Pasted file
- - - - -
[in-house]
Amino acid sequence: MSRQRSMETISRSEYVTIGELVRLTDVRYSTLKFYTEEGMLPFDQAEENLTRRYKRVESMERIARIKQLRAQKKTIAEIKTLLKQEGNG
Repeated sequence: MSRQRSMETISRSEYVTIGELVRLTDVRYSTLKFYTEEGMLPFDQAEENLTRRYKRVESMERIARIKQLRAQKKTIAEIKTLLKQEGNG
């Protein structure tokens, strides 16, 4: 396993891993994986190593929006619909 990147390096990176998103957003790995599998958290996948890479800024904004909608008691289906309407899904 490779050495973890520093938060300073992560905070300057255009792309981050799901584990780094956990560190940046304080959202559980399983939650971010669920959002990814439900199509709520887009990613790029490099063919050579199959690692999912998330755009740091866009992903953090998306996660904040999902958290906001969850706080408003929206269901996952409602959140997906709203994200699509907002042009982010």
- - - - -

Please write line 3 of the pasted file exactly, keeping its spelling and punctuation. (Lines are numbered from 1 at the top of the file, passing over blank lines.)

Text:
Repeated sequence: MSRQRSMETISRSEYVTIGELVRLTDVRYSTLKFYTEEGMLPFDQAEENLTRRYKRVESMERIARIKQLRAQKKTIAEIKTLLKQEGNG